You can download an up-to-date version of the Act from the ‘Comlaw’ website. You can also download an up-to-date version of the Tobacco Advertising Prohibition Regulation 1993 (the Regulation) from the ‘Comlaw’ website.
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Why is tobacco advertising banned?

Tobacco advertising is banned because it promotes a product that is highly addictive and lethal.

The aim of the tobacco advertising ban is to help prevent smoking uptake and reduce smoking rates. The goal is to improve the health of all Australians.

Tobacco remains one of the largest preventable causes of disease and premature death in Australia. Smoking is estimated to kill 15,000 Australians each year and cost the economy and society $31.5 billion a year1 .

Passive smoke, also known as Environmental Tobacco Smoke (ETS), is a combination of poisonous gases and breathable particles that are harmful to health, particularly that of children. Smoking near babies and children exposes them to ETS. Children exposed to ETS may experience serious illnesses such as pneumonia, middle ear infections and asthma2 .

Around 12.8 per cent of Australians aged 14 years or older are daily smokers3 . Most of these people are addicted to nicotine. For this reason, it is not currently practicable for the Australian Government simply to make tobacco illegal. Instead, the Government has initiated a number of measures to limit the harm of tobacco use. The ban on tobacco advertising is one of those measures.

Historically, tobacco advertisements have used images and messages that feature health, success, youth and leisure. The constant linking of cigarettes with such messages distracts people from the reality that smoking causes illness and death.

Tobacco advertising is a powerful influence that increases the use of tobacco products, particularly by children and young people.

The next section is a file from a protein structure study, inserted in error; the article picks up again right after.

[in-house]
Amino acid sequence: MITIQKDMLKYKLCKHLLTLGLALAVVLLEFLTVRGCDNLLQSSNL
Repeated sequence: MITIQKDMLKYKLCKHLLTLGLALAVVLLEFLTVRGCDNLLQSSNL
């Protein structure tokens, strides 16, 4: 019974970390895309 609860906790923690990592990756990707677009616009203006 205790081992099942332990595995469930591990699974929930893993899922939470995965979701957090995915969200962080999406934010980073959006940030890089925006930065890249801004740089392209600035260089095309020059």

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An outline of the Act

The Act bans tobacco advertising with certain limited exceptions. Section 13 bans the broadcast of tobacco advertisements. Section 15 bans the publication of tobacco advertisements.

The offences in s.15 of the Act are largely limited to publications made by corporations; and publications made in the course of, or for the purposes of, interstate or overseas trade or commerce.

Section 15A makes it an offence for a person to publish tobacco advertisements via the internet or other electronic means; for example, mobile phones. The offence in s.15A applies to all persons, whether corporations or individuals. This offence applies:
  • where the advertisement originates in Australia; or
  • where the advertisement does not originate in Australia, or its origin cannot be determined; and the advertisement has an ‘Australian link’; and the advertisement is accessible (or intended to be accessible) by the public in Australia – s.15A(4).
A tobacco advertisement has an ‘Australian link’ if, at the time that it is published, the publisher is, for example, an Australian citizen or an Australian corporation – s.15A(5)).

The Act defines ‘tobacco advertisement’ more broadly than the everyday meaning of the term. The definition includes any writing, still or moving picture, sign, symbol, or other image, any audible message, or any combination of two or more of those things, that promote smoking or the use of tobacco products – s.9(1). There is further discussion of what the term ‘tobacco advertisement’ means below in the General Ban on Tobacco Advertising section this guide. The General Ban on Tobacco Advertising section of the guide outlines what it means to ‘publish’ and ‘broadcast’ a tobacco advertisement under the Act.

The Act provides for a number of exclusions from its broad definition of a tobacco advertisement. An example is s.9(3), which excludes from the definition, signs or symbols when they appear on land or buildings occupied by a tobacco manufacturer.